What is “Real America”.  This seems to come up often.  During the 2016 campaign, it was claimed by rural folks angry, with some justification, that the coasts consider them some sort of backwater not relevant to the nation in the modern age.  Of course, those rural folks likewise dismiss people on the coasts as not representing “Real America” because some don’t eat meat and many don’t shoot things.  Both points of view strike me as a terribly un-American way to think.

I spent the weekend cruising around rural Argentina hoping to expand my definition of what is “Real Argentina” and it, inevitably, made me think about “Real America”.

I’m an organic chemist.  I haven’t yet met an organic chemist who doesn’t enjoy drawing (often bad) analogies between organic chemistry and pretty much everything else.  Want me to explain politics?  Here is an energy diagram. Yes, we know it’s usually bogus but that makes it all the more fun.  So, here goes.

In organic chemistry we have a concept called “resonance”.  Resonance is employed to let us keep using Lewis structures to explain the behavior of molecules even though Lewis structures don’t explain the behavior of molecules.  You see, a chemical bond is made up of two (usually) electrons in something called a molecular orbital.  If you had enough high school chemistry to remember that electrons in atoms exist in atomic orbitals, you get the idea.  A molecular orbital is much the same as an atomic orbital except that it exists in a molecule and is not necessarily isolated on a particular atom.  In fact, molecular orbitals are derived by the mixing of atomic orbitals.  In Lewis structure, a chemical bond is viewed as an electron pair shared between two, and only two, atoms.  It turns out that molecular orbitals, that is “bonds”, can be shared amongst many atoms.  Hence, Lewis structures, for very many molecules, don’t work.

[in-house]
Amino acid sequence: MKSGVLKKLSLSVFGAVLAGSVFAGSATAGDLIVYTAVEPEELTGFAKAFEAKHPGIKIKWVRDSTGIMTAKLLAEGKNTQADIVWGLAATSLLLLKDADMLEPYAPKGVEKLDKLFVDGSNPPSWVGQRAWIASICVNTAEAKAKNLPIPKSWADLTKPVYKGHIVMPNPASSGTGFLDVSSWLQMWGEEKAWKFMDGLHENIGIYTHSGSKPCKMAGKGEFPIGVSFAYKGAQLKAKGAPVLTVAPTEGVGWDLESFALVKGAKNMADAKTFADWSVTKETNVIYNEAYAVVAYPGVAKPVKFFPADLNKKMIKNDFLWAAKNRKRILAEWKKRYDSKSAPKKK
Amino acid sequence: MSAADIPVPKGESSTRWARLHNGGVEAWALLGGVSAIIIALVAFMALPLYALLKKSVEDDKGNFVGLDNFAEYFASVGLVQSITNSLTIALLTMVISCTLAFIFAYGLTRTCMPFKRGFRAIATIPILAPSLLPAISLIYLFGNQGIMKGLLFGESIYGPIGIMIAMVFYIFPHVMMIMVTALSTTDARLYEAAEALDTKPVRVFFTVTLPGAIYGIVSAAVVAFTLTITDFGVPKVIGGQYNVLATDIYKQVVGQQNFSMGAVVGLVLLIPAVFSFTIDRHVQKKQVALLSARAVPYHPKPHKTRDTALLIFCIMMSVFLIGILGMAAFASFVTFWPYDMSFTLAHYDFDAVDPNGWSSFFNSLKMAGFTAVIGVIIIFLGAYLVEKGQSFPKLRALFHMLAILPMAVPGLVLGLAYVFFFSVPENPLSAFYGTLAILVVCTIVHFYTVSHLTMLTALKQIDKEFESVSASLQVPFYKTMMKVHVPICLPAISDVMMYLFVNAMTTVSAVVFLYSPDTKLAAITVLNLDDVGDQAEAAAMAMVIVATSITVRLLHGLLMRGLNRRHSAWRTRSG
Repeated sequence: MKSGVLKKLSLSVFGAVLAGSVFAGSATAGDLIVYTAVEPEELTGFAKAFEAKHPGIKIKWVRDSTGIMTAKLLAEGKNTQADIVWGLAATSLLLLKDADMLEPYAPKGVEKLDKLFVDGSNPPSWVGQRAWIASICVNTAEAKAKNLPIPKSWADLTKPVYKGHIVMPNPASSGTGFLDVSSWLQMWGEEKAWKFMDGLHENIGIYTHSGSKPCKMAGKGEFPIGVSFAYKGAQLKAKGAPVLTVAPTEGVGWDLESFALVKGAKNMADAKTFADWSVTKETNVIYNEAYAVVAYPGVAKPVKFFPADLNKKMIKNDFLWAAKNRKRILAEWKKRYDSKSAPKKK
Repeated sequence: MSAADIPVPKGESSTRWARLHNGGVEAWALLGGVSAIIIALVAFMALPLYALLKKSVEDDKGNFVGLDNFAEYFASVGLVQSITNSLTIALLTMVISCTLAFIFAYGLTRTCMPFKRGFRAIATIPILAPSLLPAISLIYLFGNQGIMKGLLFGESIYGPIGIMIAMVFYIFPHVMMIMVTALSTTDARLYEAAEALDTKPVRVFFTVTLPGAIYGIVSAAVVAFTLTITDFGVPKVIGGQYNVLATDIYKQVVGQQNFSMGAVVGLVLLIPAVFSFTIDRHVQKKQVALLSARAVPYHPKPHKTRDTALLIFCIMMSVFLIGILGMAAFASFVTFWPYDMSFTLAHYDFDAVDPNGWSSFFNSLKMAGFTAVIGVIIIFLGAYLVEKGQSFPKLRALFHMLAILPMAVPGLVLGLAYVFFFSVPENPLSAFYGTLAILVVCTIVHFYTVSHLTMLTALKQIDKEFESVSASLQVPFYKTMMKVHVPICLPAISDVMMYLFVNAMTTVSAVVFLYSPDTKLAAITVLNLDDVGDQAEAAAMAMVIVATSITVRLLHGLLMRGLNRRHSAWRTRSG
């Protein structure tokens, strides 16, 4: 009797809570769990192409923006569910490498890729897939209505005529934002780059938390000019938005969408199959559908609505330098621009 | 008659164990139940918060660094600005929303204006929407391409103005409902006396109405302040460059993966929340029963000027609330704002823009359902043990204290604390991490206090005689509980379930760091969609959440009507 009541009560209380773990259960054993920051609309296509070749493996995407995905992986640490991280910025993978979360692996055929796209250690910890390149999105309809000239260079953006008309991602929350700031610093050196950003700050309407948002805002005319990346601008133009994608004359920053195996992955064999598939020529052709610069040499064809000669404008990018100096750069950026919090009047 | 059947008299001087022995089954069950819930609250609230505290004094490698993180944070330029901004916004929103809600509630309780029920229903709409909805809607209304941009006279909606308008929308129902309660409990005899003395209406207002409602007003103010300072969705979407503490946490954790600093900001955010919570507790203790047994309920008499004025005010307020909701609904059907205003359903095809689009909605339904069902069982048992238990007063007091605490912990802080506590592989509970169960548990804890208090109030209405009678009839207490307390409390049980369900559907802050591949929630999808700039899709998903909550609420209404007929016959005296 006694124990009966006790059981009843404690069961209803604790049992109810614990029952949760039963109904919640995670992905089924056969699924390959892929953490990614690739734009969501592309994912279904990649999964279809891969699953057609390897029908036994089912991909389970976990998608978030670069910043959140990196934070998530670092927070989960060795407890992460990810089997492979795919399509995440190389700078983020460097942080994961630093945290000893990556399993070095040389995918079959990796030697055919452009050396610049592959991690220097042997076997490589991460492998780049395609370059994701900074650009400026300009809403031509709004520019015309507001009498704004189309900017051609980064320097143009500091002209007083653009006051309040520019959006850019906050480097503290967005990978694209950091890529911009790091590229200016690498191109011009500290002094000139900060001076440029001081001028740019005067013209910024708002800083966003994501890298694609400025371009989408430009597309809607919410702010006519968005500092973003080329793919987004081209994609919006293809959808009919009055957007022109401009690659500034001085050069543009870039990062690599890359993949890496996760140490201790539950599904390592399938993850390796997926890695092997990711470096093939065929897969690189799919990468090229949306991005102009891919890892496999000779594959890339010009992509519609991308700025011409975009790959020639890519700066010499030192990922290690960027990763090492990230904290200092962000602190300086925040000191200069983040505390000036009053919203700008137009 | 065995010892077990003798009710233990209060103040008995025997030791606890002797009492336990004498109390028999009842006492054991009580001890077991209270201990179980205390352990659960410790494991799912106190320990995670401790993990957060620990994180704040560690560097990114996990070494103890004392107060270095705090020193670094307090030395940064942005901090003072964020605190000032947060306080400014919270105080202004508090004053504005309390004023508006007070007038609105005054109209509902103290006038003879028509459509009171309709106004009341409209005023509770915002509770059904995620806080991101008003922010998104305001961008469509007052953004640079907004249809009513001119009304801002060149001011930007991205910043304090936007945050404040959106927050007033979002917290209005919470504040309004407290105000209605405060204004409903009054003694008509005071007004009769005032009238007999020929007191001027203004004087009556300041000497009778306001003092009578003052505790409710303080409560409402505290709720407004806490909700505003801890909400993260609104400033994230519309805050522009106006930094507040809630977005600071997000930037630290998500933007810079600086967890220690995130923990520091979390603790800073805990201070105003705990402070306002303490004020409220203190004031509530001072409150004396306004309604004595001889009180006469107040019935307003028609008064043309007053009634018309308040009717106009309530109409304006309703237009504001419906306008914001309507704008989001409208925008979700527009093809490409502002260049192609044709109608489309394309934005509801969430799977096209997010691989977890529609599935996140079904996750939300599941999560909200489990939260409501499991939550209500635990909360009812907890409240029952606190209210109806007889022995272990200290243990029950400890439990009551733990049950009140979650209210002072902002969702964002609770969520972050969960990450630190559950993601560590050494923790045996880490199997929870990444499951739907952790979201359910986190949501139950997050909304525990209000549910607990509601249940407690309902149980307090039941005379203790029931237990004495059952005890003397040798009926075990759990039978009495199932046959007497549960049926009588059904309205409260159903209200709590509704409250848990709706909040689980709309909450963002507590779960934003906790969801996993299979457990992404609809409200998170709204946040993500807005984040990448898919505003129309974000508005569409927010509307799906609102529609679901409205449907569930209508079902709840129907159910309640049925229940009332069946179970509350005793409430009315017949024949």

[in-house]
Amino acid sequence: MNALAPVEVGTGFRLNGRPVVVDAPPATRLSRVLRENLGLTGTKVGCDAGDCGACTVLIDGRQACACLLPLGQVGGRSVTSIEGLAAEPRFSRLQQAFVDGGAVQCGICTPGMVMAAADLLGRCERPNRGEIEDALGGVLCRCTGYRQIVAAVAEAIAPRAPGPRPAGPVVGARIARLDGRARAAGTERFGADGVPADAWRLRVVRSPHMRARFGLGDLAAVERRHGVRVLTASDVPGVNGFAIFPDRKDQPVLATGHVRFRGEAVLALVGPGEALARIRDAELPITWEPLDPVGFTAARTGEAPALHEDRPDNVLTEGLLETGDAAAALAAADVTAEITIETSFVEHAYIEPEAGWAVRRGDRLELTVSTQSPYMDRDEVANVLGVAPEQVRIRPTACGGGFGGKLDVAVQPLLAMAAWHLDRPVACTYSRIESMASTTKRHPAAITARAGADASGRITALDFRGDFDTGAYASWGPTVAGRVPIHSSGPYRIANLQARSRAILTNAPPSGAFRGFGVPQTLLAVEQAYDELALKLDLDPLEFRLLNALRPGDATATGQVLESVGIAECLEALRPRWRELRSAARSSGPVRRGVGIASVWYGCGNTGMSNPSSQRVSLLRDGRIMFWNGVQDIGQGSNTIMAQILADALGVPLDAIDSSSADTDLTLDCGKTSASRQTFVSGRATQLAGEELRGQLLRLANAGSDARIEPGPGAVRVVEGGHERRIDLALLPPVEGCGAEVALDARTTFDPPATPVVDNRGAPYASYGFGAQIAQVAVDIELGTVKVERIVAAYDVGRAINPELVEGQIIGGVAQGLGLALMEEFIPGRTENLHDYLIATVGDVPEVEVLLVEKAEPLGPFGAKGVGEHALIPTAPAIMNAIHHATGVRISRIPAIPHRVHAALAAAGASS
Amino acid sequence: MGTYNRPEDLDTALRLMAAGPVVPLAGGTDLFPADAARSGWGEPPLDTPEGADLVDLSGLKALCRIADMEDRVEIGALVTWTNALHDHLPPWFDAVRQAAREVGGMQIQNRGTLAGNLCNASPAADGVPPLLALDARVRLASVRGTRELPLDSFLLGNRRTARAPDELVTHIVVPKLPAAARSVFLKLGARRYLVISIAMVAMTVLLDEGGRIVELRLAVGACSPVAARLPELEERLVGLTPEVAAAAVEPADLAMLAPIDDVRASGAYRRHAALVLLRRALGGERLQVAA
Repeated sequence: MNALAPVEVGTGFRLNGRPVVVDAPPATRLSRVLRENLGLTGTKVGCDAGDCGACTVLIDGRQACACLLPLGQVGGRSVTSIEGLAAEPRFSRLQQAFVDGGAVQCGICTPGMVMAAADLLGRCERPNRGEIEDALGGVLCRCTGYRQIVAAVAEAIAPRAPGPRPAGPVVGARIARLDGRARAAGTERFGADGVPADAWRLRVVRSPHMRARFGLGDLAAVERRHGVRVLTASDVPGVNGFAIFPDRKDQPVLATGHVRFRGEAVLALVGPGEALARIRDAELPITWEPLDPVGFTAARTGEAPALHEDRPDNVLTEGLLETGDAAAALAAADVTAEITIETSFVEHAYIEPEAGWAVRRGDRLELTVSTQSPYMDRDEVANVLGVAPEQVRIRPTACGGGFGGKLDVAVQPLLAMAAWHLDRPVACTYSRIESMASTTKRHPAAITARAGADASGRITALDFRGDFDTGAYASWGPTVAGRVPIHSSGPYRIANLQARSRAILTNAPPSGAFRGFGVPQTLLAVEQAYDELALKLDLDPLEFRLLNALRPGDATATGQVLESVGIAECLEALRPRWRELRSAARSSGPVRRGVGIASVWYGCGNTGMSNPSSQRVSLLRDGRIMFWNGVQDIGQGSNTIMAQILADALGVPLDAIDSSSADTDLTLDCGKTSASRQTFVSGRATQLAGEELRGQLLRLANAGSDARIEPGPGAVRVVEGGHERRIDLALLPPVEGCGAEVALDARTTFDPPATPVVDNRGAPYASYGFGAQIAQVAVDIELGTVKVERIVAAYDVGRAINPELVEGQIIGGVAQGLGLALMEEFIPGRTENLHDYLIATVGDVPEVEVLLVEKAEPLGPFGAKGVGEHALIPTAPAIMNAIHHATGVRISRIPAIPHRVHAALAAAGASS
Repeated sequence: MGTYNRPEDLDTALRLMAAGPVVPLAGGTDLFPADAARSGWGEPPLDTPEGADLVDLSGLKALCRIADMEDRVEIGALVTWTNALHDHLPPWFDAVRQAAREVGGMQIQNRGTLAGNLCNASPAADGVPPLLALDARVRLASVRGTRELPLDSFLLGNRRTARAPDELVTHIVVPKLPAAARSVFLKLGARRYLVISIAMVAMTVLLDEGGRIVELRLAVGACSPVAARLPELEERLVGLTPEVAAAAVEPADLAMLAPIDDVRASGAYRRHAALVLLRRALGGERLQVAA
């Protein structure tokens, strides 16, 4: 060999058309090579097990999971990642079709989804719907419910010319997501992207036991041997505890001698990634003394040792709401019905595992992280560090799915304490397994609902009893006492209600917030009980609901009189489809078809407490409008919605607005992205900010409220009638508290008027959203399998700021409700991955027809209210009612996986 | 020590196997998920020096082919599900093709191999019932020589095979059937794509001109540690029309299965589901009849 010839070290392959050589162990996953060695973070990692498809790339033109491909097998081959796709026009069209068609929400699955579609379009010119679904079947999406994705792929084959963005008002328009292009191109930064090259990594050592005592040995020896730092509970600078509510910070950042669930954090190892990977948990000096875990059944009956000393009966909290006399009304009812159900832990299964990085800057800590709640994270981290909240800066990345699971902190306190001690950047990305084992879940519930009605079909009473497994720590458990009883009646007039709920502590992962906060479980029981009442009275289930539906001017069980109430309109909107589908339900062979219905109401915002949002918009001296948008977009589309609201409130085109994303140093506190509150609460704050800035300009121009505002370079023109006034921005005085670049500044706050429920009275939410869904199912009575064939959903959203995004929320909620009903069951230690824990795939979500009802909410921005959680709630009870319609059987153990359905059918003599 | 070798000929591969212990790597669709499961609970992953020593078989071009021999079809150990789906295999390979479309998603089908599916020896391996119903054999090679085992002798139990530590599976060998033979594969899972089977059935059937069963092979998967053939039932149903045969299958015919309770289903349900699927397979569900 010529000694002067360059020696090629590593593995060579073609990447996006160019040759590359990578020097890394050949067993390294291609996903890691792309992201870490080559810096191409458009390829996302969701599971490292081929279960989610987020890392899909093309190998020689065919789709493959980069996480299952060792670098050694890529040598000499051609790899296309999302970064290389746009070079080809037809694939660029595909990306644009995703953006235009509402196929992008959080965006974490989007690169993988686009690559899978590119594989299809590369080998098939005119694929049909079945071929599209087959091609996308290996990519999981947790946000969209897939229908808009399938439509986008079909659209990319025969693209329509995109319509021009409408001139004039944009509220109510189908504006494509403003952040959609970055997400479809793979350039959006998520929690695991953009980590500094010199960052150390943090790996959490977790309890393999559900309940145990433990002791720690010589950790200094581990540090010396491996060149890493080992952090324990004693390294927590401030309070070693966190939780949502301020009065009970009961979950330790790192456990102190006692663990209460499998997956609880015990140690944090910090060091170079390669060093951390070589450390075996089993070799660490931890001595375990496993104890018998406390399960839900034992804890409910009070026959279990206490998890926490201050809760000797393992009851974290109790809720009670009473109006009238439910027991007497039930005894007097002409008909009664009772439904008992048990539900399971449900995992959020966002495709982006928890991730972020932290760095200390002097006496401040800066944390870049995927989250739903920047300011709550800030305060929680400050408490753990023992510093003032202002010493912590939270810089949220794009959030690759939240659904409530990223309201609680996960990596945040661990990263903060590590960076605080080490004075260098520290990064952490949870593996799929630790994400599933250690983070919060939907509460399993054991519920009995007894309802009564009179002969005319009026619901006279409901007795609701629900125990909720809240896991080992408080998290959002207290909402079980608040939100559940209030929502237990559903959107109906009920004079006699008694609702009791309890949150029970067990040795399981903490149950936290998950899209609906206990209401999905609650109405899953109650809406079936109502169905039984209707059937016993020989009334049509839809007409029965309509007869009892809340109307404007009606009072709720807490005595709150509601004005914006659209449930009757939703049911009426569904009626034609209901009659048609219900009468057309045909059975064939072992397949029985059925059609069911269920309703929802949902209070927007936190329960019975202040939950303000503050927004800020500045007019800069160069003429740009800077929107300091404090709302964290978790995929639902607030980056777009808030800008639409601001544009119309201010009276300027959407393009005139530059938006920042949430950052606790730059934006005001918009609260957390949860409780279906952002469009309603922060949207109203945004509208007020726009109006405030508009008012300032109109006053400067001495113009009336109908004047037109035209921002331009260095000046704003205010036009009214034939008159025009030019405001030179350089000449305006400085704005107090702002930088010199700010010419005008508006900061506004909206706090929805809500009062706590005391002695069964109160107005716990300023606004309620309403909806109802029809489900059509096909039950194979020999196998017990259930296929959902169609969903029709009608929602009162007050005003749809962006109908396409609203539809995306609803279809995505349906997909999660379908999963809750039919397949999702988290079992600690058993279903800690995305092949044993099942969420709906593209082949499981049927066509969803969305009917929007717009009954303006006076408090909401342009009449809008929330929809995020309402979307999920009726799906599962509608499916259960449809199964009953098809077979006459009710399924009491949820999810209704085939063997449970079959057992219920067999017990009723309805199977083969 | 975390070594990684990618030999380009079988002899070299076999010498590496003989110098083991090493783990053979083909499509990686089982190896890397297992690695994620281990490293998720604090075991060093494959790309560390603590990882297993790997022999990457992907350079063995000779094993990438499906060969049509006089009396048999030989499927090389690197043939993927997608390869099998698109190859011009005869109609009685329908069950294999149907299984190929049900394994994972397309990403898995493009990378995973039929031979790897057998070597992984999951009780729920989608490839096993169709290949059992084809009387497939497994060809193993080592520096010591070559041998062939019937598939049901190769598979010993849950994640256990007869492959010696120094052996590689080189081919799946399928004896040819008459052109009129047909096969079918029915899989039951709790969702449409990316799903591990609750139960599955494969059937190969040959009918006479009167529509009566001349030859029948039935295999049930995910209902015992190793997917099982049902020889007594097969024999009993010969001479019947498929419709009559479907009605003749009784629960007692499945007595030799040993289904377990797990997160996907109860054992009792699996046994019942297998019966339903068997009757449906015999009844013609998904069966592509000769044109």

Take the crotyl cation.  There are two significant resonance structures that could both represent the cation.  In the first, the positive charge resides on the terminal carbon with a pi bond between C2 and C3.  In the second, the positive charge resides on C3 with a pi pond between C1 and C2.  Which is right?  Neither.  Both.  The real structure has a positive charge spread over C1, C2, and C3 with most of that charge on C1 and C3. Likewise, the two electrons that comprise the pi bond are spread over C1, C2 and C3.  The real structure is a weighted average of the two resonance structures. This is a very quick and dirty tutorial and it leaves out a fair bit.  You don’t want to read it. I don’t want to write it.  But it’s very important organic chemistry students get this very early on.

resonance